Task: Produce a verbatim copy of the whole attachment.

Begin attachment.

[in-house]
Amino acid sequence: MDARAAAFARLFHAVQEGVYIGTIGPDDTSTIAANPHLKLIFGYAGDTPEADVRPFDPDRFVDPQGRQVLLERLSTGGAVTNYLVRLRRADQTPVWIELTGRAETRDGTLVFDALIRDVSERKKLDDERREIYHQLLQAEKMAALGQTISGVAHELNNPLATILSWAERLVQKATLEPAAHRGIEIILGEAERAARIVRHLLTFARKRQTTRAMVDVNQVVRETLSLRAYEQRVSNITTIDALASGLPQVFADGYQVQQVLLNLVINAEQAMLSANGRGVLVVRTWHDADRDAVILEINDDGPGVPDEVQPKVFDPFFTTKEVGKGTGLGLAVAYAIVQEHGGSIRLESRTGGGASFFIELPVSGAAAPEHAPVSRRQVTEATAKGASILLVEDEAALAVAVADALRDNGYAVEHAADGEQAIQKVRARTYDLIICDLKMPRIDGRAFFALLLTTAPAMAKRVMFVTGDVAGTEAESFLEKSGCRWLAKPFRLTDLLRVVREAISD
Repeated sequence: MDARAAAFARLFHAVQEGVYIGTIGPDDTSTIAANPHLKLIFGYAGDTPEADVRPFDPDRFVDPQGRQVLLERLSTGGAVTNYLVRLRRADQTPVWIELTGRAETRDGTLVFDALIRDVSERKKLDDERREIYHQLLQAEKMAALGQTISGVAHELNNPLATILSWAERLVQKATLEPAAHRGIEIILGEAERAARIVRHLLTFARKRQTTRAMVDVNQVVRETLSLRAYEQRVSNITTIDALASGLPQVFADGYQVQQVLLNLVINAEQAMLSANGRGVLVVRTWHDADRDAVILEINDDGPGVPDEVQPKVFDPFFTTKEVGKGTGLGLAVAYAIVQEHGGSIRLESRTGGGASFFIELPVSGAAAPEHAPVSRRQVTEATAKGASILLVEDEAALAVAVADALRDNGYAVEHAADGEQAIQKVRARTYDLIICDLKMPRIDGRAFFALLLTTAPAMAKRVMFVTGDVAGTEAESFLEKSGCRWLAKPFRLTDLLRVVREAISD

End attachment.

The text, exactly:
[in-house]
Amino acid sequence: MDARAAAFARLFHAVQEGVYIGTIGPDDTSTIAANPHLKLIFGYAGDTPEADVRPFDPDRFVDPQGRQVLLERLSTGGAVTNYLVRLRRADQTPVWIELTGRAETRDGTLVFDALIRDVSERKKLDDERREIYHQLLQAEKMAALGQTISGVAHELNNPLATILSWAERLVQKATLEPAAHRGIEIILGEAERAARIVRHLLTFARKRQTTRAMVDVNQVVRETLSLRAYEQRVSNITTIDALASGLPQVFADGYQVQQVLLNLVINAEQAMLSANGRGVLVVRTWHDADRDAVILEINDDGPGVPDEVQPKVFDPFFTTKEVGKGTGLGLAVAYAIVQEHGGSIRLESRTGGGASFFIELPVSGAAAPEHAPVSRRQVTEATAKGASILLVEDEAALAVAVADALRDNGYAVEHAADGEQAIQKVRARTYDLIICDLKMPRIDGRAFFALLLTTAPAMAKRVMFVTGDVAGTEAESFLEKSGCRWLAKPFRLTDLLRVVREAISD
Repeated sequence: MDARAAAFARLFHAVQEGVYIGTIGPDDTSTIAANPHLKLIFGYAGDTPEADVRPFDPDRFVDPQGRQVLLERLSTGGAVTNYLVRLRRADQTPVWIELTGRAETRDGTLVFDALIRDVSERKKLDDERREIYHQLLQAEKMAALGQTISGVAHELNNPLATILSWAERLVQKATLEPAAHRGIEIILGEAERAARIVRHLLTFARKRQTTRAMVDVNQVVRETLSLRAYEQRVSNITTIDALASGLPQVFADGYQVQQVLLNLVINAEQAMLSANGRGVLVVRTWHDADRDAVILEINDDGPGVPDEVQPKVFDPFFTTKEVGKGTGLGLAVAYAIVQEHGGSIRLESRTGGGASFFIELPVSGAAAPEHAPVSRRQVTEATAKGASILLVEDEAALAVAVADALRDNGYAVEHAADGEQAIQKVRARTYDLIICDLKMPRIDGRAFFALLLTTAPAMAKRVMFVTGDVAGTEAESFLEKSGCRWLAKPFRLTDLLRVVREAISD